The data protection implications of giving references

The law around references is complex, particularly after the implementation of the GDPR. Holly Cudbill demystifies it for employers

An employer is not generally obliged to provide a reference and many simply offer a basic factual reference. In certain sectors, they are obligatory, for example:

  • the financial services industry (organisations regulated by the Financial Conduct Authority and the Prudential Regulation Authority, and where the Senior Managers and Certification Regime applies). Very detailed information must be given;
  • the care sector, where there are specific guidelines concerning references, particularly where safeguarding legislation applies. 

Otherwise, an employer can choose to provide a full reference, as long as it is fair, accurate and true and does not paint a misleading picture. A consistent approach must be adopted for all staff to avoid potential discrimination.

Employers should specifically check before giving a reference that the employee or former employee is happy for the reference to be given, as it will involve the disclosure of personal data and potentially ‘special categories’ of personal data. 

In the employment relationship, consent is not usually a valid reason for processing personal data, due to the imbalance of power between an employer and employee.   

This was recently confirmed by a judgment of the Greek Data Protection Authority, which fined PwC €150,000 for relying on employees' consent. However, as giving information under a reference is made at the specific request of the employee, the lawful ground for providing personal data and special categories of personal data in a reference is likely to be consent (explicit consent for special categories).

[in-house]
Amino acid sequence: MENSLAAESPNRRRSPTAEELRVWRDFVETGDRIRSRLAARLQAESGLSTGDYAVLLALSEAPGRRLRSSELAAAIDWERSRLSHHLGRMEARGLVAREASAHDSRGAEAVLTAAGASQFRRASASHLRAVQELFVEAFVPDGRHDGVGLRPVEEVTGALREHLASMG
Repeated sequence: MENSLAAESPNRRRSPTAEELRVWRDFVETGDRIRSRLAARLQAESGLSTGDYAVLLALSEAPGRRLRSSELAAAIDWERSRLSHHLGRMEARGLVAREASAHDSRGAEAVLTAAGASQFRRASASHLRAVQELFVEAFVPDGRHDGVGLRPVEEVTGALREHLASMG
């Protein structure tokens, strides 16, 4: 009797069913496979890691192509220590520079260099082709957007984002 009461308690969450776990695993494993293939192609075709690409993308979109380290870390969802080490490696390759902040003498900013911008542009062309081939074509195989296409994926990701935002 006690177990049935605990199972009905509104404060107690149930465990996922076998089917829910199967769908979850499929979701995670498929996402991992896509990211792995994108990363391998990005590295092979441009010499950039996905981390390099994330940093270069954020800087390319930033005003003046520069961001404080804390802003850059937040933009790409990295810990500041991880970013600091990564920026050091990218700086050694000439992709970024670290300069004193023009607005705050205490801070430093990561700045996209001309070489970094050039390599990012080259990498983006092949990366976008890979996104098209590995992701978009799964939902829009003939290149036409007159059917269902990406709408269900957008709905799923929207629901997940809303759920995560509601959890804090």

Sometimes, the employer will be able to rely on other lawful grounds, such as a legal obligation (for example, in a regulated sector); contractual obligation (in a settlement agreement); or potentially ‘legitimate interests’ (with the required safeguards); or, in the case of special categories, substantial public interest conditions. The employee should still be informed and told the lawful reason if it is not consent. It is good practice to cover references in your staff privacy notice. 

Receiving references

Many employers forget they will be processing the personal data of referees simply by receiving names and addresses, requiring the employer to provide referees with mandatory information on what personal data is held and how it is handled (a mini privacy notice). 

A practical answer is not to ask for referee information prior to interview or job offer stage. If an applicant provides referee details before this (for example, in a CV), the employer should delete it and explain to the applicant that it will only be required later on. 

When requesting a reference from an individual, the mandatory information can then be provided, or the employer could simply direct it to the HR department to avoid holding an individual referee's personal data.

Disclosing references

Under the Data Protection Act 2018, there is a general exemption regarding confidential references if a subject access request is made. Previously, the exemption was only for the organisation which gave the reference. That exemption did not apply once it was received by another person or organisation, so individuals could access it from a prospective employer. 

Now both the giver and recipient can refuse to provide personal data consisting of a reference given in confidence for the purposes of the actual or prospective education, training or employment of the data subject.

Holly Cudbill is an associate in the employment team at Blake Morgan